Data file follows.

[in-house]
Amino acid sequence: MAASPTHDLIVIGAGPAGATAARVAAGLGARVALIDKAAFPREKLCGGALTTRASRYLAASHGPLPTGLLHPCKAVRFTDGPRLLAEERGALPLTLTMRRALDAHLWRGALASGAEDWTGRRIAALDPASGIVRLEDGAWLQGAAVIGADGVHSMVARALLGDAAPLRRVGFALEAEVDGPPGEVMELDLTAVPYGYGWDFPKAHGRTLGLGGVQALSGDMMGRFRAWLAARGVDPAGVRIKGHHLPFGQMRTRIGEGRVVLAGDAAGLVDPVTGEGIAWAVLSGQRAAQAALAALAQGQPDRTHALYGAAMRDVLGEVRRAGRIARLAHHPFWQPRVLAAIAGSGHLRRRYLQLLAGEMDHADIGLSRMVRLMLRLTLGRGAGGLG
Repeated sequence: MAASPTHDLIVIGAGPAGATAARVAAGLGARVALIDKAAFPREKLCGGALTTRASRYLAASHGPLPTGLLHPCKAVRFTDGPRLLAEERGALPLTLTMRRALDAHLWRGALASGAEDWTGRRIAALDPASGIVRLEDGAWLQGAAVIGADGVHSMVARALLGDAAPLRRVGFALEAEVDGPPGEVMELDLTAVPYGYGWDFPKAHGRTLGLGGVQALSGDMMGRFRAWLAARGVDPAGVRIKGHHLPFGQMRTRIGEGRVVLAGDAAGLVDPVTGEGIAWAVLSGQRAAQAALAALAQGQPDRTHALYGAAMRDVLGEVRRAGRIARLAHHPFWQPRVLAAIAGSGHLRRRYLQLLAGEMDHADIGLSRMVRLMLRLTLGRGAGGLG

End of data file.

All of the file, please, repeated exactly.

[in-house]
Amino acid sequence: MAASPTHDLIVIGAGPAGATAARVAAGLGARVALIDKAAFPREKLCGGALTTRASRYLAASHGPLPTGLLHPCKAVRFTDGPRLLAEERGALPLTLTMRRALDAHLWRGALASGAEDWTGRRIAALDPASGIVRLEDGAWLQGAAVIGADGVHSMVARALLGDAAPLRRVGFALEAEVDGPPGEVMELDLTAVPYGYGWDFPKAHGRTLGLGGVQALSGDMMGRFRAWLAARGVDPAGVRIKGHHLPFGQMRTRIGEGRVVLAGDAAGLVDPVTGEGIAWAVLSGQRAAQAALAALAQGQPDRTHALYGAAMRDVLGEVRRAGRIARLAHHPFWQPRVLAAIAGSGHLRRRYLQLLAGEMDHADIGLSRMVRLMLRLTLGRGAGGLG
Repeated sequence: MAASPTHDLIVIGAGPAGATAARVAAGLGARVALIDKAAFPREKLCGGALTTRASRYLAASHGPLPTGLLHPCKAVRFTDGPRLLAEERGALPLTLTMRRALDAHLWRGALASGAEDWTGRRIAALDPASGIVRLEDGAWLQGAAVIGADGVHSMVARALLGDAAPLRRVGFALEAEVDGPPGEVMELDLTAVPYGYGWDFPKAHGRTLGLGGVQALSGDMMGRFRAWLAARGVDPAGVRIKGHHLPFGQMRTRIGEGRVVLAGDAAGLVDPVTGEGIAWAVLSGQRAAQAALAALAQGQPDRTHALYGAAMRDVLGEVRRAGRIARLAHHPFWQPRVLAAIAGSGHLRRRYLQLLAGEMDHADIGLSRMVRLMLRLTLGRGAGGLG